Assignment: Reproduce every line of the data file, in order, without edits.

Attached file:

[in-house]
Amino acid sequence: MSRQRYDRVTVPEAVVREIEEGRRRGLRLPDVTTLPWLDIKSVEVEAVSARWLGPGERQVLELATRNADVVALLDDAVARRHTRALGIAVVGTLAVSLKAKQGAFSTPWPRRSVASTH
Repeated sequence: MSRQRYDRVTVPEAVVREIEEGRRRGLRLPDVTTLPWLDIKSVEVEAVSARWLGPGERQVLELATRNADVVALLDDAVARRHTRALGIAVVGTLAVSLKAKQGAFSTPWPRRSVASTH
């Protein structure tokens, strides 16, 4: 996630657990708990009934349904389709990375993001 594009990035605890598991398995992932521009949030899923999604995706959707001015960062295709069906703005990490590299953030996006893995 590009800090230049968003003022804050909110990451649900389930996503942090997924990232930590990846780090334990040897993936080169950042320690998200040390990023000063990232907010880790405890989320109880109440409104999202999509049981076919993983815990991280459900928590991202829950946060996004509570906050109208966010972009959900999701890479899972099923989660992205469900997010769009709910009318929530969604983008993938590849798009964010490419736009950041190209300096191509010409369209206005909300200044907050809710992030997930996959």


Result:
[in-house]
Amino acid sequence: MSRQRYDRVTVPEAVVREIEEGRRRGLRLPDVTTLPWLDIKSVEVEAVSARWLGPGERQVLELATRNADVVALLDDAVARRHTRALGIAVVGTLAVSLKAKQGAFSTPWPRRSVASTH
Repeated sequence: MSRQRYDRVTVPEAVVREIEEGRRRGLRLPDVTTLPWLDIKSVEVEAVSARWLGPGERQVLELATRNADVVALLDDAVARRHTRALGIAVVGTLAVSLKAKQGAFSTPWPRRSVASTH
């Protein structure tokens, strides 16, 4: 996630657990708990009934349904389709990375993001 594009990035605890598991398995992932521009949030899923999604995706959707001015960062295709069906703005990490590299953030996006893995 590009800090230049968003003022804050909110990451649900389930996503942090997924990232930590990846780090334990040897993936080169950042320690998200040390990023000063990232907010880790405890989320109880109440409104999202999509049981076919993983815990991280459900928590991202829950946060996004509570906050109208966010972009959900999701890479899972099923989660992205469900997010769009709910009318929530969604983008993938590849798009964010490419736009950041190209300096191509010409369209206005909300200044907050809710992030997930996959």